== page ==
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Potential effect of cavitation on the physical properties of interesterified soybean oil using high-intensity ultrasound: A long-term storage study

Potential effect of cavitation on the physical properties of interesterified soybean oil using high-intensity ultrasound: A long-term storage study
Potential effect of cavitation on the physical properties of interesterified soybean oil using high-intensity ultrasound: A long-term storage study

The objective of this research was to evaluate if cavitation events generated during sonication (20 kHz, 216 μm amplitude, 10 s) are responsible for changes in physical properties of a fat with low levels of saturated fatty acids and if these changes are maintained during storage. The fat was crystallized at 24 and 34 °C and stored at 25 °C for up to 24 weeks. An increase in solid fat content and melting enthalpy was observed for sonicated samples crystallized at 34 °C and an increase in elasticity was observed for sonicated samples crystallized at 24 °C (P < 0.05). Hardness increased in sonicated samples crystallized at 24 and 34 °C (P < 0.05) after 60 min of crystallization and after 24 weeks storage. Elasticity of non-sonicated samples crystallized at 24 °C decreased (P < 0.05) after storage at 25 °C for 48 h while it remained constant in sonicated samples. Sonicated samples had more, and smaller crystals compared to the non-sonicated ones. No significant change was observed in physical properties of sonicated samples crystallized at 24 °C and 34 °C during the 24 weeks of storage. Sonication at 24 °C was less efficient at changing the physical properties of the fat compared to 34 °C; however, the number of subharmonic components generated during sonication at these two temperatures was not affected by crystallization temperature. These results suggest that changes in physical properties are associated with secondary effects of sonication such as bubble streamers rather than changes in cluster dynamics.

Cavitation, Crystallization behavior, Interesterified oil, Storage, Ultrasound
0003-021X
1105-1117
Lee, Juhee
79f939d9-bb95-42a4-8c40-1247aff870d8
Youngs, Jack
bdc2f78f-ae97-4faf-8930-1970ca697867
Birkin, Peter
ba466560-f27c-418d-89fc-67ea4f81d0a7
Truscott, Tadd
a7f0e66d-3c20-40ca-b795-bc9beec07132
Martini, Silvana
07d2edd4-c0d9-4703-aa4a-877c83ad7769
Lee, Juhee
79f939d9-bb95-42a4-8c40-1247aff870d8
Youngs, Jack
bdc2f78f-ae97-4faf-8930-1970ca697867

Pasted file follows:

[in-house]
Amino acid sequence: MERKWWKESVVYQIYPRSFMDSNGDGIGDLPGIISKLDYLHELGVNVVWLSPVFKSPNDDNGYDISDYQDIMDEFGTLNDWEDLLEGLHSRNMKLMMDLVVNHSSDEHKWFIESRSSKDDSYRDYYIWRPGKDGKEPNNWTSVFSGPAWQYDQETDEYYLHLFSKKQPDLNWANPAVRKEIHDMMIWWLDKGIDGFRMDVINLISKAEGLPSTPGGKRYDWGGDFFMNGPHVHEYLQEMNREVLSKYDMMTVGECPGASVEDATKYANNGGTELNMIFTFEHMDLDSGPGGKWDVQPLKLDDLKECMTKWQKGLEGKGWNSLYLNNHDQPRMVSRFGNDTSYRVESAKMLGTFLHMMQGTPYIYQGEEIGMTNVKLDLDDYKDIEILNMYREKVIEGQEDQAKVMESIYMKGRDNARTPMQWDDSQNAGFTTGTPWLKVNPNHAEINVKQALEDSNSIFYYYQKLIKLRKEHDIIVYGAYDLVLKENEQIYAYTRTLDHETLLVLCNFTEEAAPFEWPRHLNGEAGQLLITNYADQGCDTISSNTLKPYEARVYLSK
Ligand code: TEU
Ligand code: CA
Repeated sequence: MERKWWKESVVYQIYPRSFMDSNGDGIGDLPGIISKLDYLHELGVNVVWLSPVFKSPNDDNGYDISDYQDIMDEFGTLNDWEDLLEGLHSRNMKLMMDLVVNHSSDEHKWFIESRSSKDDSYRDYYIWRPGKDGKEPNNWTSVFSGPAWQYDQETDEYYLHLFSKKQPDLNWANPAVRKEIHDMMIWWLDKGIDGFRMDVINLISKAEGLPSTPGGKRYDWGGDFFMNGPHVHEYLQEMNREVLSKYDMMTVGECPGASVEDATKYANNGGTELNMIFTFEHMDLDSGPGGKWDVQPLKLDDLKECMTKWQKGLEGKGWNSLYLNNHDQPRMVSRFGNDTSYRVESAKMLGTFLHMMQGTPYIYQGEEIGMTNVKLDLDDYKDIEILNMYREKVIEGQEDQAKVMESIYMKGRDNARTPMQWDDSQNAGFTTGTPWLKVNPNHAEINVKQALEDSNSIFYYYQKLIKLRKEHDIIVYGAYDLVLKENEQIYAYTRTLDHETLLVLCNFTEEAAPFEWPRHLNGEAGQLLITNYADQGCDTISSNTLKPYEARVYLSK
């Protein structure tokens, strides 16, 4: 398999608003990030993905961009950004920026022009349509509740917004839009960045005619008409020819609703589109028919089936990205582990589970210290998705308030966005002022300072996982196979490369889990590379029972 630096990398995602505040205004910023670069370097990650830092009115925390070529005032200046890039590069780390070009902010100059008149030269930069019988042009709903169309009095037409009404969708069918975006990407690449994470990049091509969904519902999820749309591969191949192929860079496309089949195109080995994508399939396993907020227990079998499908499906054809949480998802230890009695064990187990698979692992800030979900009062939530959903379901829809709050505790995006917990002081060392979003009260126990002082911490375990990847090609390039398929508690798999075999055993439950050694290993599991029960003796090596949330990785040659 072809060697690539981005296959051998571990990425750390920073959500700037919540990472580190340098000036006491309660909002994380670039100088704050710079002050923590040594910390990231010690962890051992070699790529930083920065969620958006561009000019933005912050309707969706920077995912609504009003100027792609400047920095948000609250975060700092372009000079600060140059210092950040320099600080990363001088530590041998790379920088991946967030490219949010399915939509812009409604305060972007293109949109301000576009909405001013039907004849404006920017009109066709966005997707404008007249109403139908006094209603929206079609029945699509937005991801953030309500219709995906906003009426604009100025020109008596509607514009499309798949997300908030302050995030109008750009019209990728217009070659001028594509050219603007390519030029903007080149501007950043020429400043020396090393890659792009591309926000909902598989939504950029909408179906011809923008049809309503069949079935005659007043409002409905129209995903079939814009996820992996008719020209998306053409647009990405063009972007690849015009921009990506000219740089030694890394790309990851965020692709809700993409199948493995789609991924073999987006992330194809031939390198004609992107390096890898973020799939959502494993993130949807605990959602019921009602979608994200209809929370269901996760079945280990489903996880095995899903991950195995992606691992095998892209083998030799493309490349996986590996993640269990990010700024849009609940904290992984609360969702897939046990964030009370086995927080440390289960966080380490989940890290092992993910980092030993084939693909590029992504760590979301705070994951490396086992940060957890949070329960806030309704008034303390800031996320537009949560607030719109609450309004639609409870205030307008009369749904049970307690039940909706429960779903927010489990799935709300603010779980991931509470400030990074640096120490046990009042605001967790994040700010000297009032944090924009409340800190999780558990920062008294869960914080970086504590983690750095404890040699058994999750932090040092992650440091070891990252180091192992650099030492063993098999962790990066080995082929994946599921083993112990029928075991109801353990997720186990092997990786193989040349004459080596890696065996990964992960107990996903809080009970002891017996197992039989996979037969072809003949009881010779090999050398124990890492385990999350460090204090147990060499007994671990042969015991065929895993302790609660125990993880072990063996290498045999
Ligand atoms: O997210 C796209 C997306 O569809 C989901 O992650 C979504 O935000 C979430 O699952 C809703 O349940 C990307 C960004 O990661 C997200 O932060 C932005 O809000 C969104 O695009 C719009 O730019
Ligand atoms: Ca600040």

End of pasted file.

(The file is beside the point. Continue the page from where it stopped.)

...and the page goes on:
Birkin, Peter
ba466560-f27c-418d-89fc-67ea4f81d0a7
Truscott, Tadd
a7f0e66d-3c20-40ca-b795-bc9beec07132
Martini, Silvana
07d2edd4-c0d9-4703-aa4a-877c83ad7769

Lee, Juhee, Youngs, Jack, Birkin, Peter, Truscott, Tadd and Martini, Silvana (2020) Potential effect of cavitation on the physical properties of interesterified soybean oil using high-intensity ultrasound: A long-term storage study. JAOCS, Journal of the American Oil Chemists' Society, 97 (10), 1105-1117. (doi:10.1002/aocs.12414).

Record type: Article

Abstract

The objective of this research was to evaluate if cavitation events generated during sonication (20 kHz, 216 μm amplitude, 10 s) are responsible for changes in physical properties of a fat with low levels of saturated fatty acids and if these changes are maintained during storage. The fat was crystallized at 24 and 34 °C and stored at 25 °C for up to 24 weeks. An increase in solid fat content and melting enthalpy was observed for sonicated samples crystallized at 34 °C and an increase in elasticity was observed for sonicated samples crystallized at 24 °C (P < 0.05). Hardness increased in sonicated samples crystallized at 24 and 34 °C (P < 0.05) after 60 min of crystallization and after 24 weeks storage. Elasticity of non-sonicated samples crystallized at 24 °C decreased (P < 0.05) after storage at 25 °C for 48 h while it remained constant in sonicated samples. Sonicated samples had more, and smaller crystals compared to the non-sonicated ones. No significant change was observed in physical properties of sonicated samples crystallized at 24 °C and 34 °C during the 24 weeks of storage. Sonication at 24 °C was less efficient at changing the physical properties of the fat compared to 34 °C; however, the number of subharmonic components generated during sonication at these two temperatures was not affected by crystallization temperature. These results suggest that changes in physical properties are associated with secondary effects of sonication such as bubble streamers rather than changes in cluster dynamics.

Full text not available from this repository.

More information

Accepted/In Press date: 3 August 2020
e-pub ahead of print date: 28 August 2020
Published date: October 2020
Keywords: Cavitation, Crystallization behavior, Interesterified oil, Storage, Ultrasound

Identifiers

Local EPrints ID: 445620
URI: http://eprints.soton.ac.uk/id/eprint/445620
ISSN: 0003-021X
PURE UUID: b31577bc-b111-4d38-8049-b8369310d4a5
ORCID for Peter Birkin: ORCID iD orcid.org/0000-0002-6656-4074

Catalogue record

Date deposited: 18 Dec 2020 17:31
Last modified: 18 Feb 2021 16:42

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